HFM BOCES eyes paperless system

JOHNSTOWN – The Hamilton-Fulton-Montgomery Board of Cooperative Educational Services Board of Education is considering a new paperless document system that would save money, help the environment and allow the public more access to meeting documents, said Superintendent Patrick Michel.

Last week, the board was provided a presentation on the BoardDocs system that would allow the district to transition to paperless agendas and meeting documents. Presently the board uses a costly and time consuming binder system that it fills on an annual basis.

“We believe we will save money because the software will significantly reduce duplication and mailing costs,” Michel said on Monday. “Time is also money and this program will free up time for our board clerk/health insurance clerk to do other work and reduce the amount of time our communication service will have to devote to the website. We have not sat down and crunched those numbers yet. We will as part of our next presentation to the board.”

According to the BoardDocs website, the BoardDocs programs has helped close to 1,000 organizations dramatically lower costs, increase transparency and reduce the time spent producing board packets by up to 75 percent.

The BoardDocs system would require some type of tablet or lap top for each board member because of it being a digital program. Michel said the board is still considering the best option.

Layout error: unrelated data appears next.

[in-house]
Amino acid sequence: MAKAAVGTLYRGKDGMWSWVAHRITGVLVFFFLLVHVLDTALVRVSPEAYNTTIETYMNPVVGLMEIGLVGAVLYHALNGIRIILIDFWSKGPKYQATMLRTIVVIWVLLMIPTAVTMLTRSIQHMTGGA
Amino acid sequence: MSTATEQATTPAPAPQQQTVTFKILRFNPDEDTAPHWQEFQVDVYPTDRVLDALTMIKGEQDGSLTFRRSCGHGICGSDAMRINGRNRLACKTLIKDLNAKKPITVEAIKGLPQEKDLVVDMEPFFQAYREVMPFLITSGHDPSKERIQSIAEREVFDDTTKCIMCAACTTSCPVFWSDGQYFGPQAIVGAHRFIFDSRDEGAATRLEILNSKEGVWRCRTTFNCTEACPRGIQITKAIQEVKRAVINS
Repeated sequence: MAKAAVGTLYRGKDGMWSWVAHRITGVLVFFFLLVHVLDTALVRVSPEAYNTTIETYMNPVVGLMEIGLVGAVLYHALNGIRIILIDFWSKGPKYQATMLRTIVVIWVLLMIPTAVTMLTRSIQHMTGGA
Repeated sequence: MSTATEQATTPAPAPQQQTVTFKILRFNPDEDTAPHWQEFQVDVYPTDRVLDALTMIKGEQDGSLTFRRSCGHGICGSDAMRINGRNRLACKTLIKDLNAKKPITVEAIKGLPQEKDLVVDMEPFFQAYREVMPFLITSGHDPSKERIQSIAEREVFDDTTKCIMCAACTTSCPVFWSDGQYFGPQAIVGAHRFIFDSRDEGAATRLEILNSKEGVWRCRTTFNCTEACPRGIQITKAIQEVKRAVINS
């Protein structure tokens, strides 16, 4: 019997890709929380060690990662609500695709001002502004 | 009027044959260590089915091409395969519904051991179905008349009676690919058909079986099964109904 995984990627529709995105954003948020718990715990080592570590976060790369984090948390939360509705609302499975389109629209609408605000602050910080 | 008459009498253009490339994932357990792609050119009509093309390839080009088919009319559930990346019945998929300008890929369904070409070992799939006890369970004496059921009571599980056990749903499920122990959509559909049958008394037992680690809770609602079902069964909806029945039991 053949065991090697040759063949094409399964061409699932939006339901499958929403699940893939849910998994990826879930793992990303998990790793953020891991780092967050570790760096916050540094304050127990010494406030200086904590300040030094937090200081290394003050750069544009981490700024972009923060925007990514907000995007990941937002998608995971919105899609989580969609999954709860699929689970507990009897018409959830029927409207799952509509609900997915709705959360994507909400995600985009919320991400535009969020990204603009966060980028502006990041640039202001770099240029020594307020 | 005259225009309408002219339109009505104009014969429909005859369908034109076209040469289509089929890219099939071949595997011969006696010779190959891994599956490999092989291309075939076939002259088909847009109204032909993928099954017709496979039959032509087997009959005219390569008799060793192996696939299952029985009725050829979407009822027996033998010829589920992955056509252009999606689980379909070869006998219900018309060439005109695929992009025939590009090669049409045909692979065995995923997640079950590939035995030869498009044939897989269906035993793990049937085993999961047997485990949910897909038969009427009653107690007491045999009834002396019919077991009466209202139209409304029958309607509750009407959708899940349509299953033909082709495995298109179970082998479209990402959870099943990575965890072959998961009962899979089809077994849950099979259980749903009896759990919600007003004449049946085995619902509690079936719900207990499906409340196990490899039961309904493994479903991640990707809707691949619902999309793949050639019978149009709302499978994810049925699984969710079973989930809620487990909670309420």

“We have several options,” Michel said. “Right now we are checking to see if we can use what we have. Our board members all have computers at home, so we would have to supply a lap top or tablet for them to use here. We will have to check with the experts to see what they suggest.”

He said there are two options offered by BoardDocs. The first would cost around $2,700 plus a $1,000 start-up fee. The second option would be $9,000 plus the start-up fee. The board is going to consider both at the next meeting, but they want more details before they make their choice, Michel said.

Michel said the difference between the two options is primarily additional features. For instance, if the district were to choose the more expensive deal it would include a database of all policies implemented by other districts using the BoardDocs system. He said this would be useful if the district were ever considering making a change to a particular item they could use the program to research what others have done.

The Broadalbin-Perth Central School District has already made the change to the paperless BoardDocs system which has saved both time and money, District Superintendent Stephen Tomlinson said.

He said the paperless transition saved the district additional money because the hours necessary to put together the packets are eliminated.

If the transition to BoardDocs is made at HFM BOCES it also will allow members of the public to see every document the board may be looking at or discussing during any particular meeting from their home.

“The program will also increase public access to board meeting documents,” Michel said. “Allowing for more public access is a real factor in choosing this option.”